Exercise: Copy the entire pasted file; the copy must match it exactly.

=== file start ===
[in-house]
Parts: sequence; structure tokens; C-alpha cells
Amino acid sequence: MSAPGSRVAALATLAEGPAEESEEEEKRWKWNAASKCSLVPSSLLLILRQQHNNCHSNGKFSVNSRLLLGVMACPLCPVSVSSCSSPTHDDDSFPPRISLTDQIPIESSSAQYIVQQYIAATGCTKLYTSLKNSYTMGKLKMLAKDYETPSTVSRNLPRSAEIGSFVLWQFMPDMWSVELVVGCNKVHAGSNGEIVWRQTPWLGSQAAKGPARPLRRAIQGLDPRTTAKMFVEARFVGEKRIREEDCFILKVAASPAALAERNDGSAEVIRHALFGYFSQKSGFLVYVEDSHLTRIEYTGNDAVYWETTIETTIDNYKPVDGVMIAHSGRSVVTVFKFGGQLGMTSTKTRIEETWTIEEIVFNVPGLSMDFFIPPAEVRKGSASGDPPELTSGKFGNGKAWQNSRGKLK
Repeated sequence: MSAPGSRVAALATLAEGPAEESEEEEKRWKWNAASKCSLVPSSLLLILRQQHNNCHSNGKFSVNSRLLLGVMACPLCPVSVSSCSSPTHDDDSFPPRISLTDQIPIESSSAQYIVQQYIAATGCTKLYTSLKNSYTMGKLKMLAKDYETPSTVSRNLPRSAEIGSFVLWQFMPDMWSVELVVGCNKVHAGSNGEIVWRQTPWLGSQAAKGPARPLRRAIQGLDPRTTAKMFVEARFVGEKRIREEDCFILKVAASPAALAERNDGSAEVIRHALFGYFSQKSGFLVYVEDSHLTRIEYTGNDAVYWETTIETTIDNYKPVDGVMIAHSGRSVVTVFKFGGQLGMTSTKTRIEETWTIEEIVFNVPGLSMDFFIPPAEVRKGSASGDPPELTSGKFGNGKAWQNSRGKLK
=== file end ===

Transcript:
[in-house]
Parts: sequence; structure tokens; C-alpha cells
Amino acid sequence: MSAPGSRVAALATLAEGPAEESEEEEKRWKWNAASKCSLVPSSLLLILRQQHNNCHSNGKFSVNSRLLLGVMACPLCPVSVSSCSSPTHDDDSFPPRISLTDQIPIESSSAQYIVQQYIAATGCTKLYTSLKNSYTMGKLKMLAKDYETPSTVSRNLPRSAEIGSFVLWQFMPDMWSVELVVGCNKVHAGSNGEIVWRQTPWLGSQAAKGPARPLRRAIQGLDPRTTAKMFVEARFVGEKRIREEDCFILKVAASPAALAERNDGSAEVIRHALFGYFSQKSGFLVYVEDSHLTRIEYTGNDAVYWETTIETTIDNYKPVDGVMIAHSGRSVVTVFKFGGQLGMTSTKTRIEETWTIEEIVFNVPGLSMDFFIPPAEVRKGSASGDPPELTSGKFGNGKAWQNSRGKLK
Repeated sequence: MSAPGSRVAALATLAEGPAEESEEEEKRWKWNAASKCSLVPSSLLLILRQQHNNCHSNGKFSVNSRLLLGVMACPLCPVSVSSCSSPTHDDDSFPPRISLTDQIPIESSSAQYIVQQYIAATGCTKLYTSLKNSYTMGKLKMLAKDYETPSTVSRNLPRSAEIGSFVLWQFMPDMWSVELVVGCNKVHAGSNGEIVWRQTPWLGSQAAKGPARPLRRAIQGLDPRTTAKMFVEARFVGEKRIREEDCFILKVAASPAALAERNDGSAEVIRHALFGYFSQKSGFLVYVEDSHLTRIEYTGNDAVYWETTIETTIDNYKPVDGVMIAHSGRSVVTVFKFGGQLGMTSTKTRIEETWTIEEIVFNVPGLSMDFFIPPAEVRKGSASGDPPELTSGKFGNGKAWQNSRGKLK